Women who developed new-onset breast tenderness after starting estrogen plus progestin hormone replacement therapy were at significantly higher risk for developing breast cancer than women on the combination therapy who didn't experience such tenderness, according to a new UCLA study. The research, published in the Oct. 12 issue of the Archives of Internal Medicine, is based on data from more than 16, 000 participants in the Women's Health Initiative estrogen-plus- progestin clinical trial. This trial was abruptly halted in July 2002 when researchers found that healthy menopausal women on the combination therapy had an elevated risk for invasive breast cancer. Researchers do not know why breast tenderness indicates increased cancer risk among women on the combination therapy, said the new study's lead researcher, Dr. Carolyn J. Crandall, a clinical professor of general internal medicine and health services research at the David Geffen School of Medicine at UCLA. "Is it because the hormone therapy is causing breast-tissue cells to multiply more rapidly, which causes breast tenderness and at the same time indicates increased cancer risk?
Earlier this year, the BBC reported that "HRT - Hormone Replacement Therapy - can shrink women's brains"1, after a study was published which showed that brain volume in women taking HRT was smaller in two key areas involved in thinking and memory. This comes in addition to earlier results from the Women's Health Initiative (WHI) Memory Study2 that linked HRT to an increased risk of memory loss and dementia, and an article in the Lancet3 which concluded that HRT "substantially increases the risk of dementia of any cause and cognitive* decline" (* memory, thinking and understanding). This adds to the growing body of evidence that the risks of HRT far outweigh any perceived benefits, evidence that Nutri Pharma feels needs to be brought to the attention of the 150, 000 women in Norway and millions of women across Europe who are still being prescribed this treatment. Nutri5® is Nutri Pharma's natural product for the relief of menopausal symptoms, shown to be effective in an open pilot study.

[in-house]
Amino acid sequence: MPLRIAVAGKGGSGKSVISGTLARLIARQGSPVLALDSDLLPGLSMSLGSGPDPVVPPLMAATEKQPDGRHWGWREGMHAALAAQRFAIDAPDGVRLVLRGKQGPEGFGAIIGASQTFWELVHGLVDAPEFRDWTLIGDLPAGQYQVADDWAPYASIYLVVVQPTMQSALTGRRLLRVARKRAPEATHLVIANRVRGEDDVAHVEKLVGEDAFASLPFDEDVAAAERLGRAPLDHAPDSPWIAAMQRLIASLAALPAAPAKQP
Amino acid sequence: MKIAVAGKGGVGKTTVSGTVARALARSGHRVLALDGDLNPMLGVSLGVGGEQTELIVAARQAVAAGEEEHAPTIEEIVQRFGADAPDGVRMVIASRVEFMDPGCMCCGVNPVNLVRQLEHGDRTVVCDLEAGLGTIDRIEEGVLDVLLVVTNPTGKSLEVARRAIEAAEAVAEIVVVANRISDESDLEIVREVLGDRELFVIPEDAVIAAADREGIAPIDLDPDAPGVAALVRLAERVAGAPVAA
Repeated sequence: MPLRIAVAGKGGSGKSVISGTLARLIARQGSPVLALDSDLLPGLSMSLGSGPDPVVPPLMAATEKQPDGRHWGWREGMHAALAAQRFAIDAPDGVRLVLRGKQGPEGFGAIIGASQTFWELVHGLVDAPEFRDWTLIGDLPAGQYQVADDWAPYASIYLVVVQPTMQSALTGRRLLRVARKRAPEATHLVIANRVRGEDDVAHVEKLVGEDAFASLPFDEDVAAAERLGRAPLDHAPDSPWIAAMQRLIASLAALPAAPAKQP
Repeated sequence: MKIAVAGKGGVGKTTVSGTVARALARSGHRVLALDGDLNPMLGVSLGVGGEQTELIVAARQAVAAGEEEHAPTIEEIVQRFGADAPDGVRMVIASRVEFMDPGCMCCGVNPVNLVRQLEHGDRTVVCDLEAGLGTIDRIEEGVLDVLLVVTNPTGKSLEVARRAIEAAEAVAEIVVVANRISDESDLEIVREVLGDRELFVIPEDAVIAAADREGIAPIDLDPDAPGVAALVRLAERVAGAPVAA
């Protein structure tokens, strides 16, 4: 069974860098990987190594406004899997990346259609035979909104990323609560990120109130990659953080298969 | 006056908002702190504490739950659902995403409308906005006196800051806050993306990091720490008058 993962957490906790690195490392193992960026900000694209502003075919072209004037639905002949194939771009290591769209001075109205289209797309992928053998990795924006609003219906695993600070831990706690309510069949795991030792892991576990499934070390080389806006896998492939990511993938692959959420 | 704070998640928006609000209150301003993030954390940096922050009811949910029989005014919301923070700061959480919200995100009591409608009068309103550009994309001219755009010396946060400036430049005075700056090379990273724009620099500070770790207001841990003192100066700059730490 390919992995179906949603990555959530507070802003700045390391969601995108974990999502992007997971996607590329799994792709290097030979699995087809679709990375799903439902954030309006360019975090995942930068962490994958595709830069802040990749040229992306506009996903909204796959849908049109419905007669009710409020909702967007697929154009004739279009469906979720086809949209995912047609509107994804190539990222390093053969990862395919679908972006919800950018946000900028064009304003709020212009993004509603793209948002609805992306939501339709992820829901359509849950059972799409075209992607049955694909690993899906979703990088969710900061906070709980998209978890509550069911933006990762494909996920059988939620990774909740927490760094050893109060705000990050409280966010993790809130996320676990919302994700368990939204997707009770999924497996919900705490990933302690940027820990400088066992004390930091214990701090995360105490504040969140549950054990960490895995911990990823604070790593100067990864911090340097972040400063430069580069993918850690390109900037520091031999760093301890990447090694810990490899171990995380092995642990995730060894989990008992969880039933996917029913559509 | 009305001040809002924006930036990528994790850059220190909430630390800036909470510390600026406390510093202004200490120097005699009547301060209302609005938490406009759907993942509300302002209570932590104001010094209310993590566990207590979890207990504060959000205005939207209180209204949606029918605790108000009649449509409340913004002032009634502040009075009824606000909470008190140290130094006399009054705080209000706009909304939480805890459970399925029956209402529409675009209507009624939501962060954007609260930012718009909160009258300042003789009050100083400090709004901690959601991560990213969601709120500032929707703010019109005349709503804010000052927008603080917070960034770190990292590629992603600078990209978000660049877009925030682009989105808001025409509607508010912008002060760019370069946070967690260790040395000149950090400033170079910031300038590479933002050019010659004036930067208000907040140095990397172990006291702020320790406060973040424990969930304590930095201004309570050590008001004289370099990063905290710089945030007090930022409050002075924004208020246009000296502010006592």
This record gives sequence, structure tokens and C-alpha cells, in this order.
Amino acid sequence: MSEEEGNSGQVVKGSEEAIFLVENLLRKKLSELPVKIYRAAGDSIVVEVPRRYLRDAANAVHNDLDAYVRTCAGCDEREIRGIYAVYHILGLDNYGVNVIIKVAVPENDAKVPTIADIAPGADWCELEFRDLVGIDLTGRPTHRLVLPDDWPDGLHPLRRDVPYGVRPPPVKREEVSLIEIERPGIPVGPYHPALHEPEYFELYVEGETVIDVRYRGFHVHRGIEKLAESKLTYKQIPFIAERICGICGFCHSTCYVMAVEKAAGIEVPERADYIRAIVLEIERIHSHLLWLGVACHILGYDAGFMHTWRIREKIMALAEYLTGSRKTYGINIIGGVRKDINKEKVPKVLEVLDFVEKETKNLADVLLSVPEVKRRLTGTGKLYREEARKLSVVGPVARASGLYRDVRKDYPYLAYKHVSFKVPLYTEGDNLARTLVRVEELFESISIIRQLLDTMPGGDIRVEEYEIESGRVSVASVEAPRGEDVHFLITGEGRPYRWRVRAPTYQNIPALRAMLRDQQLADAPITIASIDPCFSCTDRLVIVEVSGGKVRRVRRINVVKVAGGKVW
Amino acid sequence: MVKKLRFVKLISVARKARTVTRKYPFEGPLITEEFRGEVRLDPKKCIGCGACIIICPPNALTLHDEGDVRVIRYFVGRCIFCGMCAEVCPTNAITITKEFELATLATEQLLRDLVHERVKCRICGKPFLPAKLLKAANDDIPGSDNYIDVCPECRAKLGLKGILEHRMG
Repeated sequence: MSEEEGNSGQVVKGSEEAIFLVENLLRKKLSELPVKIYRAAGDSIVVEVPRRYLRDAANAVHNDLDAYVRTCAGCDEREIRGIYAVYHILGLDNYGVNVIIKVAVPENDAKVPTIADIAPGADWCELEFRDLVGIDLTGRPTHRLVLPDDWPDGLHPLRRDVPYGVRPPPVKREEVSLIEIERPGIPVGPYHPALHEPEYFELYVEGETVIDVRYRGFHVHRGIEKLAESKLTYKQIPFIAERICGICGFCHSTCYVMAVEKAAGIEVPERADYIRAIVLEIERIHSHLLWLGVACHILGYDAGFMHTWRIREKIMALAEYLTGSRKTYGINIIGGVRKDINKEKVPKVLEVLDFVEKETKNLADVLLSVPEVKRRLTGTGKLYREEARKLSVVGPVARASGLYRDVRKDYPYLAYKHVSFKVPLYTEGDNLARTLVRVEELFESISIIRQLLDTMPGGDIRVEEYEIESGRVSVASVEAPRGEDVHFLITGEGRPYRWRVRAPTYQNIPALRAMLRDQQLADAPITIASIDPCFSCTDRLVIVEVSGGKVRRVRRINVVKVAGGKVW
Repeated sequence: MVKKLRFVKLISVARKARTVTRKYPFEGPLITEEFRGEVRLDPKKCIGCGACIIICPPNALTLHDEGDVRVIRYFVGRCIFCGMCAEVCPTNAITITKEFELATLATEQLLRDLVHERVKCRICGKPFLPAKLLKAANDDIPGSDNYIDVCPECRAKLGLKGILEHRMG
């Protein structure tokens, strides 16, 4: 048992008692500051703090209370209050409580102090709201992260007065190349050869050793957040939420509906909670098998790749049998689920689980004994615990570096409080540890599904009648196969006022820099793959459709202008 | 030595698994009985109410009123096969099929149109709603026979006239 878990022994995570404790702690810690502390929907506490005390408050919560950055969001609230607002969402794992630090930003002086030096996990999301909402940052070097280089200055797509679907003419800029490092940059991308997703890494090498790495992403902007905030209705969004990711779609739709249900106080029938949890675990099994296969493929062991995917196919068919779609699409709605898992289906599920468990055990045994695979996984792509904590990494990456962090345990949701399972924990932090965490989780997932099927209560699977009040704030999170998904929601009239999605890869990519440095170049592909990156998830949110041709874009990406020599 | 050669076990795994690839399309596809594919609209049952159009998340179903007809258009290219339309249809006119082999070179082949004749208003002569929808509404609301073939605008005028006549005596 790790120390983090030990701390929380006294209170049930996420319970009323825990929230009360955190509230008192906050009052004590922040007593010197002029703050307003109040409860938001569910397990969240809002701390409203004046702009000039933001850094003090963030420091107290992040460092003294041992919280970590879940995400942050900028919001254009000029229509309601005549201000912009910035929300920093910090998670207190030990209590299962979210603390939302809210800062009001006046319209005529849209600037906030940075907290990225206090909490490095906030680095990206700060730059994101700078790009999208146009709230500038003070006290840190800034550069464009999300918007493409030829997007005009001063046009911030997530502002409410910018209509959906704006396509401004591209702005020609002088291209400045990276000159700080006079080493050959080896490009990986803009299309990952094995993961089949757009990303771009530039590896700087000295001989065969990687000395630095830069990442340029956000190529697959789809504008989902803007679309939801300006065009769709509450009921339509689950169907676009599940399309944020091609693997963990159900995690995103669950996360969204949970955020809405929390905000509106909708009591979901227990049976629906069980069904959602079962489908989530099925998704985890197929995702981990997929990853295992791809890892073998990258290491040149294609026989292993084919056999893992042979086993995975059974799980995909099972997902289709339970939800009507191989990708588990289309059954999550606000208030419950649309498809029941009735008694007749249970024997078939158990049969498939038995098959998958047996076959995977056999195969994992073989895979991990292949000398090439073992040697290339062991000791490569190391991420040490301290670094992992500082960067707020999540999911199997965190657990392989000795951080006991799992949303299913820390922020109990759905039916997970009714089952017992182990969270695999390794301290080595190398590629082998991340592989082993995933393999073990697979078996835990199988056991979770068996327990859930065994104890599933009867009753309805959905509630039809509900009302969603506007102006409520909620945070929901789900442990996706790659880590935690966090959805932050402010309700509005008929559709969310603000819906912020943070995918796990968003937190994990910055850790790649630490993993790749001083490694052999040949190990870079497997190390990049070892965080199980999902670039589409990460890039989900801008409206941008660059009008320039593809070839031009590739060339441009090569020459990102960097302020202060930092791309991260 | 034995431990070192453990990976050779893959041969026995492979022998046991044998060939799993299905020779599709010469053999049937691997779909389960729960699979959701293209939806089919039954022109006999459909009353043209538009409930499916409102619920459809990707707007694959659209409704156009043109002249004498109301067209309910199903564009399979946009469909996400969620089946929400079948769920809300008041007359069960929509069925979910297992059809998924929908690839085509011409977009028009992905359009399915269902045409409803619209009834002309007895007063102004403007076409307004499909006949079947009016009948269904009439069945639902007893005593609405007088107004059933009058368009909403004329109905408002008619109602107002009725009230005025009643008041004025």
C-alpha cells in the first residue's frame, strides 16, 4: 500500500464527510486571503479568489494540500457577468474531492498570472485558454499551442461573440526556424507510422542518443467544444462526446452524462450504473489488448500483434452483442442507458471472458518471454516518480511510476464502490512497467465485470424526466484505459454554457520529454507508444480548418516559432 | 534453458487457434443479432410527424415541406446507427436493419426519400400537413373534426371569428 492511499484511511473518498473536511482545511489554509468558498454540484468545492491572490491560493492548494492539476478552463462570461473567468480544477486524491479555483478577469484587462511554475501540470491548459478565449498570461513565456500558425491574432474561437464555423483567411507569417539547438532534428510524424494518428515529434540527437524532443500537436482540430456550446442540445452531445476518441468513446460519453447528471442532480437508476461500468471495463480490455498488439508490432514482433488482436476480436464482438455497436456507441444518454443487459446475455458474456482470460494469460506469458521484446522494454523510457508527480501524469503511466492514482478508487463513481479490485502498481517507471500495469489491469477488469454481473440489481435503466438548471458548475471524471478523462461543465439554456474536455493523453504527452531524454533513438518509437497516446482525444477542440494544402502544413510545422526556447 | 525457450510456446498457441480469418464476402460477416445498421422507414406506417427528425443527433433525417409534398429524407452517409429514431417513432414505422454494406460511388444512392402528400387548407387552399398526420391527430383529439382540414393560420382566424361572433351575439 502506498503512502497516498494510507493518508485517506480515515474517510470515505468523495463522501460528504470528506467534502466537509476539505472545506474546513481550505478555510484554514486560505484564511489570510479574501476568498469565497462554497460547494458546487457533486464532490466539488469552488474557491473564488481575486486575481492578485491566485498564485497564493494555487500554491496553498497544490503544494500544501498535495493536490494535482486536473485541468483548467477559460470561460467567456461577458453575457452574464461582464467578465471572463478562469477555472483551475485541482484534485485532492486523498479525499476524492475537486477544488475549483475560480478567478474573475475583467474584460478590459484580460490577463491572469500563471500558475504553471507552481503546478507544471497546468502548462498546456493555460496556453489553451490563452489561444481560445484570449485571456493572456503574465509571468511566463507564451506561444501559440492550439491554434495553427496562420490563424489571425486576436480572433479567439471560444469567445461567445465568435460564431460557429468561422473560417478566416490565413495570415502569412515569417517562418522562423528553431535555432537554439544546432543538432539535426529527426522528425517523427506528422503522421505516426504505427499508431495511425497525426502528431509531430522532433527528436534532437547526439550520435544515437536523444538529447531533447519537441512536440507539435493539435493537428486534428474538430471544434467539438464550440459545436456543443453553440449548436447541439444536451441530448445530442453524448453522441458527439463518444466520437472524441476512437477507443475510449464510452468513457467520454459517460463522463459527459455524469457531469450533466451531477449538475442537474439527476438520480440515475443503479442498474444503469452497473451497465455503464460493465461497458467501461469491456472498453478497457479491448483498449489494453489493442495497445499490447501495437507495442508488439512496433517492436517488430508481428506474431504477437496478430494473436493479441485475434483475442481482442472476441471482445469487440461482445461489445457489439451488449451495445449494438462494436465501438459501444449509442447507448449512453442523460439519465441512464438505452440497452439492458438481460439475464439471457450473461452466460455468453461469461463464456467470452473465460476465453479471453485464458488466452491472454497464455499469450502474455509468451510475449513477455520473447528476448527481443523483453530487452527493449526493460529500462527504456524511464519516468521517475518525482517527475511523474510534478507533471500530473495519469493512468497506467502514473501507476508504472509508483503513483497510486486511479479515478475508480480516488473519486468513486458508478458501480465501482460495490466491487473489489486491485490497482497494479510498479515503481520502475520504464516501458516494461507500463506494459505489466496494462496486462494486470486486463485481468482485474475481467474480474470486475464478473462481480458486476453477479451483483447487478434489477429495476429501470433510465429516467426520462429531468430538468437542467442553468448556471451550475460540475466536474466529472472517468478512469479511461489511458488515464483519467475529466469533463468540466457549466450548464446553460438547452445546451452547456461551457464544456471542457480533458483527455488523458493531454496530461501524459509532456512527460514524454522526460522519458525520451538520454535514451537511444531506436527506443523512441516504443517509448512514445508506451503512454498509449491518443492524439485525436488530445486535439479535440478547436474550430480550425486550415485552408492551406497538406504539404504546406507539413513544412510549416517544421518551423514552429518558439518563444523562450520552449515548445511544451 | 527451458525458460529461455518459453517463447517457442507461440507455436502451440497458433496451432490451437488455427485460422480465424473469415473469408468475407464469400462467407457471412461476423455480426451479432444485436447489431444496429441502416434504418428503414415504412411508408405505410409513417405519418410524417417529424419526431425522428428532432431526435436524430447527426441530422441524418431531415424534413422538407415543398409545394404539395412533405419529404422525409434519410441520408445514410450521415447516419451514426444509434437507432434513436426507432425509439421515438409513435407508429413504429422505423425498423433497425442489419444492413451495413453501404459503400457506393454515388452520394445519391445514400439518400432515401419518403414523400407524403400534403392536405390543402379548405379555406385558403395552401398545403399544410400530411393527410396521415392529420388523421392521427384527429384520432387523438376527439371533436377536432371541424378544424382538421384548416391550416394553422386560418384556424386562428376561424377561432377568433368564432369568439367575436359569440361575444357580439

Depomed Reports Results From Two Phase 3 Clinical Trials Evaluating Non-Hormonal Therapy For Menopausal Hot Flashes
Depomed, Inc. (NASDAQ:DEPO) announced top-line results from the BREEZE 1 and 2 Phase 3 clinical trials evaluating the safety and efficacy of SeradaTM, an investigational non-hormonal extended release formulation of gabapentin for the treatment of menopausal hot flashes. In the higher dose treatment arm of the two doses evaluated, the 1800mg dose achieved positive results at 4 weeks. All four co-primary endpoints of the 1800mg dose at 4 weeks demonstrated significant reductions in frequency and severity in both clinical trials (p-values ranged from 0.0001 to 0.004). Of the other four co-primary endpoints of the 1800mg dose at 12 weeks, one endpoint was positive (p=0.0026) while the other three endpoints did not achieve statistical significance. In the lower dose treatment arm, the 1200mg dose at 4 weeks achieved statistical significance in three of the four co-primary endpoints. Frequency was significantly reduced in both clinical trials (p-values of 0.0024 and 0.0117) at four weeks.